It’s hard to beat the thrill of outdoor cinema in the summer time. Unless it rains. Film4 has been running its Sumer Screen programme at Somerset House for a decade now and it has proven phenomenally successful. As with previous years, tickets sold out extremely quickly. Luckily for me, I was able to procure a couple for the Saturday double bill of A Fistful of Dollars and Mad Max 2. What better way to watch Clint and Mel. That is if the rain holds off of course.
That had certainly been a problem for the previous night’s screening of Rosemary’s Baby. A steady downpour led to countless photos on social media of a sea of umbrellas spread across the square at the centre of Somerset House. Credit to the very wet audience for sticking it out. I needn’t have worried as summer reasserted itself for a pleasantly warm evening sat on a pile of remarkably comfortable blankets. With a gentle breeze, the sun slowly disappearing out of sight and a DJ spinning classic songs and film tracks, what’s not to like? And that’s before the films even started.
Not everyone seemed quite as interested in the films it must be said. The gentleman next to me lasted all of ten minutes into A Fistful of Dollars before rolling over and falling asleep. Just in case there was any doubt about his state of consciousness, the loud snoring made it pretty clear. For everyone else though, there was the opportunity to enjoy the first in the classic spaghetti western Dollars trilogy complete with operatic close-ups, sudden violence, a Morricone score and an enigmatically taciturn Clint Eastwood as the man with no name.
The plot is straightforward. Clint rolls into a small town south of the US/Mexico border controlled by two warring families. He proceeds to work in the middle playing them off against each other while pocketing a sack full of cash and restoring an imprisoned woman to her family. If much of that sounds familiar, that’s because it’s the same plot as the Kurosawa classic Yojimbo. So familiar in fact that a successful lawsuit was brought by Yojimbo’s Japanese distribution company.
Playing slightly lighter than the following entries in the trilogy, it contains all Leone’s trademarks albeit it in rawer form. The camera heads in close to any face it can find and the action sequences are a sustained burst of thrilling energy. The final showdown, while lacking the music box and three way antics of the second and third films, is still a highly satisfying conclusion. There’s even an irresistible charm in the slightly out of sync dubbed dialogue. A Fistful of Dollars lacks a truly outstanding villain but that aside, its undeniably good fun.
With a brief interval that allows just enough time to make it to the bar, I’m left wondering how a burst of Sergio Leone can be topped. A tricky proposition for sure but if anyone can do it, it’s Mad Max Rockatansky. The first Mad Max, an entertaining but uneven affair, launched Mel Gibson into the world as the post-apocalyptic law enforcement officer out to avenge his family. It was a visually arresting but flawed slice of pulp entertainment. The sequel doesn’t so much raise the bar as kick it aside to climb a mountain instead. Right from the opening narration, George Miller’s film can’t help but be cool.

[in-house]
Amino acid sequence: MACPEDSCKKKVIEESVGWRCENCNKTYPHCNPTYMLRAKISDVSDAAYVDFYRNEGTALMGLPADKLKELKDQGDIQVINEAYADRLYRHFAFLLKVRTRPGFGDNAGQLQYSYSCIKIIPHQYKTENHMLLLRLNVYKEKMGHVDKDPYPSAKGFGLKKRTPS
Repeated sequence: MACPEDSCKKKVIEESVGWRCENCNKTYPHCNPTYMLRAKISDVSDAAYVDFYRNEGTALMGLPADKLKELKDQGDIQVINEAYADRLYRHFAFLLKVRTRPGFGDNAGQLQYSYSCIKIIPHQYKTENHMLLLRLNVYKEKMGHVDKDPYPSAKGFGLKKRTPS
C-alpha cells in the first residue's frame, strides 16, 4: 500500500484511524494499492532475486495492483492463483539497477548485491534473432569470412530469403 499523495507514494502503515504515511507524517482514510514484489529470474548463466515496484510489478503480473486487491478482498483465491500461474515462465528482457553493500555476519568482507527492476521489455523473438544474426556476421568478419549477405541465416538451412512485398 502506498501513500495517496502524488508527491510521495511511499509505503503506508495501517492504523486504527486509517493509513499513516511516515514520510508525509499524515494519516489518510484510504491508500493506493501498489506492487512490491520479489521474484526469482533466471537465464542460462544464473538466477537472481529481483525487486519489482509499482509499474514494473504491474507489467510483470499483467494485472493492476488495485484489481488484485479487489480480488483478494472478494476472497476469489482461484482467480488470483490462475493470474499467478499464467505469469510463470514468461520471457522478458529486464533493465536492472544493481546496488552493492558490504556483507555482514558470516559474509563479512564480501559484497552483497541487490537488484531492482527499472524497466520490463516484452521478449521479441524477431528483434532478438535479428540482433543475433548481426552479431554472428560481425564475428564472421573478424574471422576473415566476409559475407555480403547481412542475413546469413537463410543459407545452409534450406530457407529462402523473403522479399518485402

Just like Clint, Max lives in the kind of world where you have to be a person no one wants to mess with to survive. And the road warrior is surely that. Desperate for petrol, the shortage of which brought about the collapse of the world in the first place, he discovers a small community that has managed to drill and refine enough to fill a tanker. Which would be fine if a gang of leather clad lunatics led by The Humungus wasn’t trying to steal the oil and kill them all. Initially in it for a full tank of petrol, Max ends up coming to the aid of the settlers. It’s brutal and utterly preposterous but it’s also the benchmark for post-apocalyptic action. And the final extended chase sequence is one of the finest ever committed to film.
When the credits role on Mad Max 2, it’s a shame to have to crawl out from under the blanket and head home. Although it’s almost worth it to watch the confusion on the faces of late night bystanders as a crowd of people clutching picnic gear and bin bags full of bedding emerge from the entrance to Somerset House. Even the guy who chose to spend his evening napping seemed to have a good time. It’s hard to beat outdoor cinema. And no one does it better than the Film4 Summer Screen.